Ofcourse there's Mel... what can one really say about Mel that hasn't been said before?
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Format:Audio CD
This is the first record I remember ever owning, sometime around 1983 or 4. I played it almost daily on my tan and orange Fisher Price record player...and enjoyed all of it, except maybe the Housework and Girl Land tracks. Most of the messages went right over my head; yes I understood what most of the songs were about but I was too young to grasp the real meanings. But even as a five or something year old, I loved the music. I dont remember how old I was when I put the record away for good though.
About two weeks ago, I was going through my vinyl (being a huge fan of Classic Rock, I own stacks and stacks of vinyl LPs from flea markets and used record stores) and I found my old Free To Be...You and Me record, complete with taped-up jacket and sticker on the record label indicating which was the A side. I immediately popped it on my 4 year old Kenwood turntable, plugged in the headphones, and started smiling as soon as I heard the banjo-like intro to the title track. I sat on my bed and listened to the album all the way through...and it sounded ten times better than I ever remembered. At age 24, I can now correctly interpret all those messages in every track, and I now appreciate Housework, and actually LIKE Girl Land.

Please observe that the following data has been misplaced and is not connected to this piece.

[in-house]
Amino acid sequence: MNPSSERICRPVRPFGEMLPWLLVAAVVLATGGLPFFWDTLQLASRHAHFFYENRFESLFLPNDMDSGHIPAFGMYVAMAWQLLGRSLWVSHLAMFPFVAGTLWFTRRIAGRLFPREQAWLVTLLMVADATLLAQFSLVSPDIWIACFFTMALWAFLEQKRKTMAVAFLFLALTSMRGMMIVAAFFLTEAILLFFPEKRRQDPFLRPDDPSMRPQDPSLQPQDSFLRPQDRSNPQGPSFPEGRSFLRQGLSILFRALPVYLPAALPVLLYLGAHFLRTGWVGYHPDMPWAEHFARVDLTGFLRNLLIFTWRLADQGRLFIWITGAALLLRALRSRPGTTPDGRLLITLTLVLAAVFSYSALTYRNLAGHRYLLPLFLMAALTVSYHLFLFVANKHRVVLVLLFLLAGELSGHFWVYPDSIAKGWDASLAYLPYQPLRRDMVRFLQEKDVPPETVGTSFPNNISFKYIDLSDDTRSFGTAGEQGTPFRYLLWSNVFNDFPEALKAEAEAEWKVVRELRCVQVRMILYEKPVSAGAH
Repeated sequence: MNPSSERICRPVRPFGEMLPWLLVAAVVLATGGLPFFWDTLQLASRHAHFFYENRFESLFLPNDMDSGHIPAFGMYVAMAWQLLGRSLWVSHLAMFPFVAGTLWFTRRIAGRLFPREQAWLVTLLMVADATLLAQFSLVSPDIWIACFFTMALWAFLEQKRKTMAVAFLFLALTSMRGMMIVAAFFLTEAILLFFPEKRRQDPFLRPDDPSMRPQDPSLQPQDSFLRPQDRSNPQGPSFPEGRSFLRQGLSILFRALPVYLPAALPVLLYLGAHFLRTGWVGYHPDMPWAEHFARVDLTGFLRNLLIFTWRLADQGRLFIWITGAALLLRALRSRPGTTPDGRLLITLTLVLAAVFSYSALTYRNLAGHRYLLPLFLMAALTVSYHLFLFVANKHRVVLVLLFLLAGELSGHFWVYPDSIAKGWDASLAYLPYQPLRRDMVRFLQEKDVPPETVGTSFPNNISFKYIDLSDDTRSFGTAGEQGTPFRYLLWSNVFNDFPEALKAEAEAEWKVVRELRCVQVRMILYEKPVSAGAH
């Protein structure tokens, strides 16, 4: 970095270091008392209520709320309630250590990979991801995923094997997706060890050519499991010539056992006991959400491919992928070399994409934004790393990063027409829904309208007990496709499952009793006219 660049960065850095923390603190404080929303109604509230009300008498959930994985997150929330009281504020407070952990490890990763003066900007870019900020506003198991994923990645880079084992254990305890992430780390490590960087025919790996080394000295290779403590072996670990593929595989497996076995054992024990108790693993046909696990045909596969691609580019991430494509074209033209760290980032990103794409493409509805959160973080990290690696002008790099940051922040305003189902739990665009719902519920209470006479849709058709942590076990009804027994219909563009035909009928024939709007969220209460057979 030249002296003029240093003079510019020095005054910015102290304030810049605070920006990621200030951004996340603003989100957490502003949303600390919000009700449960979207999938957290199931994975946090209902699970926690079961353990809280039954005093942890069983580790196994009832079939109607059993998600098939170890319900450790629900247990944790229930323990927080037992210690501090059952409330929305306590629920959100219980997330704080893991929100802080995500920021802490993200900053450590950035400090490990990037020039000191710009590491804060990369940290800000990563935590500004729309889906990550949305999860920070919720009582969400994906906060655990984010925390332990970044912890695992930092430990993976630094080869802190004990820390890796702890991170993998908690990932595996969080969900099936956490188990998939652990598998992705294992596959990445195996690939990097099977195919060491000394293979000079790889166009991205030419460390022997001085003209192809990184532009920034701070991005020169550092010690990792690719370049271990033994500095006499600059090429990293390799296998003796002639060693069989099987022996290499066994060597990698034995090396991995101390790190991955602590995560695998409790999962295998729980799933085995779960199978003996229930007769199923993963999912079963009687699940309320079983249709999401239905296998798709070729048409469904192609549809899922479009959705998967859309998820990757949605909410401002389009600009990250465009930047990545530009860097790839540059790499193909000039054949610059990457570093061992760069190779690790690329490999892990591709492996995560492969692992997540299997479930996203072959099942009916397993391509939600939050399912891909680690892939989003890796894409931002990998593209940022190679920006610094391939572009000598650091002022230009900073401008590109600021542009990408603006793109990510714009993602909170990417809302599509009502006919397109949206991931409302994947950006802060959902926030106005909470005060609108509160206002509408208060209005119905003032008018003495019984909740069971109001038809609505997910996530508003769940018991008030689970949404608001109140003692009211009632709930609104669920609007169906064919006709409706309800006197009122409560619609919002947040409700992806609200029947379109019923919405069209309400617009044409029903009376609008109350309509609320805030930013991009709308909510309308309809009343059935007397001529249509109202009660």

Standout Tracks:
Free To Be You And Me....this song is just inspiring..the best. Awesome awesome singing by The New Seekers, and the music just grooves all the way through
Its Alright To Cry....beautiful piano track
Williams Doll...great singing by Alan Alda and Marlo Thomas
Girl Land...come on, its Shirley Jones! Yes the track does sound a bit scary and cynical, but listen to it again and note Jack Cassidy as the carnival barker sounds incredibly silly. Also note the last verse...